You ever get the feeling that the border fence just wasn't a very good idea? Yeah, me too.
The federal government has completed just a half-mile section of the 110 miles of pedestrian border fence promised along the Texas-Mexico border.
Texas' incomplete portion, about 109.5 miles, accounts for about a third of the 316 miles of pedestrian and vehicle barriers that remains to be built along the border that officials had hoped to complete by the end of President Bush's term in January.
The delays in completing the politically charged project, designed to stem illegal immigration, have been blamed on politicians' resistance, landowners' unwillingness to sell, shortages of materials, soaring costs and unforeseen construction problems.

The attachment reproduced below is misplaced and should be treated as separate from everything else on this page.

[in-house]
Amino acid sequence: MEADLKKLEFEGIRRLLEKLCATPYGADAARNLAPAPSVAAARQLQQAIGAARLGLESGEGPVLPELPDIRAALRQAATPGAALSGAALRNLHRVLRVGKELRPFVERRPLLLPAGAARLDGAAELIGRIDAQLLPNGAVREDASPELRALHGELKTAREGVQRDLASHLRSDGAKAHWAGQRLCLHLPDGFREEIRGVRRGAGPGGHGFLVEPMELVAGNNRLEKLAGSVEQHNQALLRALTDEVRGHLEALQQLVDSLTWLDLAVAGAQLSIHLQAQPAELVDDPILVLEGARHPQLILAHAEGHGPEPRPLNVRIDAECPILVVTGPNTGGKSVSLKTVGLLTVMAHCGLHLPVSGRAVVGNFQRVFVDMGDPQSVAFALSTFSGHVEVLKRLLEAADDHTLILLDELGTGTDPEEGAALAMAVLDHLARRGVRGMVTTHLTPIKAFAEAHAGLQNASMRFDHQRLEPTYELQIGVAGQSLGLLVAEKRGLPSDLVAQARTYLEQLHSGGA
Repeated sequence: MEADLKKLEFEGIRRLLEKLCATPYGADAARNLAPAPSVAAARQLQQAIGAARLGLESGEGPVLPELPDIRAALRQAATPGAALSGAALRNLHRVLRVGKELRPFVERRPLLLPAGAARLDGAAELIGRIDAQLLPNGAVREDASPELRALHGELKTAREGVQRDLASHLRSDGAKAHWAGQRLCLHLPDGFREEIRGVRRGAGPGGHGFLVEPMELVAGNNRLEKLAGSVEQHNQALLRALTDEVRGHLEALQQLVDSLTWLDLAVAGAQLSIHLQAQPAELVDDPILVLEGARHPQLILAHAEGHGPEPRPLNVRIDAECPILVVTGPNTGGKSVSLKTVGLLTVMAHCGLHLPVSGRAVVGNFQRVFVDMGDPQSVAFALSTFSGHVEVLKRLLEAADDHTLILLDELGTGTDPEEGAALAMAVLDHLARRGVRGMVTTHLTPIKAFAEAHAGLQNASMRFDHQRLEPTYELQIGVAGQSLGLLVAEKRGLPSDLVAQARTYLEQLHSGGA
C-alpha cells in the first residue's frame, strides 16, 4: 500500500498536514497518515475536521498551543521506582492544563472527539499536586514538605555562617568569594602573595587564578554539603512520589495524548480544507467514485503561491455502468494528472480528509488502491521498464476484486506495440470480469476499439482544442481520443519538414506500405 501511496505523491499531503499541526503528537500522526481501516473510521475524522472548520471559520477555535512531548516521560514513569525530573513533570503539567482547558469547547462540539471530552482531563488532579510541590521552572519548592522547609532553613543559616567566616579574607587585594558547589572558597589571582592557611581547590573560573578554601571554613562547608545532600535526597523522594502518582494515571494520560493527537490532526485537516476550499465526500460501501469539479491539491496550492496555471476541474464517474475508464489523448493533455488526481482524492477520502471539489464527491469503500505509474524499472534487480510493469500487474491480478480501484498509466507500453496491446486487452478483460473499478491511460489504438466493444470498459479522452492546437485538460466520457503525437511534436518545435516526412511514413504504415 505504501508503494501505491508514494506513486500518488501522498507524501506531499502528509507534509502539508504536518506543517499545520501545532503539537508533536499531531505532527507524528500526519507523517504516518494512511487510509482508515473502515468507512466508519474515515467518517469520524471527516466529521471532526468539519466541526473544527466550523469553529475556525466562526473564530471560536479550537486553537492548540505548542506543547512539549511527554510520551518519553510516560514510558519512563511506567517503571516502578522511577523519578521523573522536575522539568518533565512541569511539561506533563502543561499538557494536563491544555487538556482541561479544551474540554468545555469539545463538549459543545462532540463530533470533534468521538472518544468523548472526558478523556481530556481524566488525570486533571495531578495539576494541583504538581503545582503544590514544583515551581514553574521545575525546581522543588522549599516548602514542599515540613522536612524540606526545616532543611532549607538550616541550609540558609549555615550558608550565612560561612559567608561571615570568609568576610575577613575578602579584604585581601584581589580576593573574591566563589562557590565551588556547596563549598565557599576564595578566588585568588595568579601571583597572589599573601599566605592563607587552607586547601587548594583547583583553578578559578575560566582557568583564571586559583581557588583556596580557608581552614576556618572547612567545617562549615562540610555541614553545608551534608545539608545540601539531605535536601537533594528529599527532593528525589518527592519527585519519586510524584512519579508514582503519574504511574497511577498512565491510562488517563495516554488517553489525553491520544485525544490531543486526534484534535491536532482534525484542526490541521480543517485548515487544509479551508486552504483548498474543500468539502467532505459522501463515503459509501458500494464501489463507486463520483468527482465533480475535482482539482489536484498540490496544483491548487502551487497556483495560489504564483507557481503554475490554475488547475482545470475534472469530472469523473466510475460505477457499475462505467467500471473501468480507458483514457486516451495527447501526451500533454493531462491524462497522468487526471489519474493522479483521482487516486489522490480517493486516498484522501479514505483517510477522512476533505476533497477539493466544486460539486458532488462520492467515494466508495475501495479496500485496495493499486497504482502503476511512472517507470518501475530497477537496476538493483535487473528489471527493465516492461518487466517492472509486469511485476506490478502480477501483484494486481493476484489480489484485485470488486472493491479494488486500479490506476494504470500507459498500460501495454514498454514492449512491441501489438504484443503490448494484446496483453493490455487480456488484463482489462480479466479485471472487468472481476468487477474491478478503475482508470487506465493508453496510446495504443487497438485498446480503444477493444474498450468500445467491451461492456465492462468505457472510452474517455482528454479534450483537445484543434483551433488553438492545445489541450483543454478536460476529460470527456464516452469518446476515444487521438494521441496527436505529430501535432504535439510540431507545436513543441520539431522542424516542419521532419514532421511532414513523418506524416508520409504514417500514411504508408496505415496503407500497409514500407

"The Department of Homeland Security pontificates about how they're securing the border when they're not. They have no credibility on border security," said Rep. Ted Poe, R-Houston, a staunch supporter of the fence.
Eagle Pass Mayor Chad Foster, the chairman of the Texas Border Coalition, a leading opponent of the project, said the next president and Congress will weigh the fate of the fence and, he hopes, replace it with "a more responsible and effective border security strategy."
Border crossings by illegal immigrants have dropped 56 percent over the last four years without a fence, according to Foster's organization.
I certainly hope Foster is correct that the next President and Congress will rethink the fence concept, and in doing so come to the rather obvious conclusion that it's nowhere near worth the cost, and act accordingly. That will take some leadership, and a willingness to put up with howls of outrage from the likes of Ted Poe, so I can't say I'm expecting this to happen. But I have hope.Posted by Charles Kuffner on October 13, 2008 to National news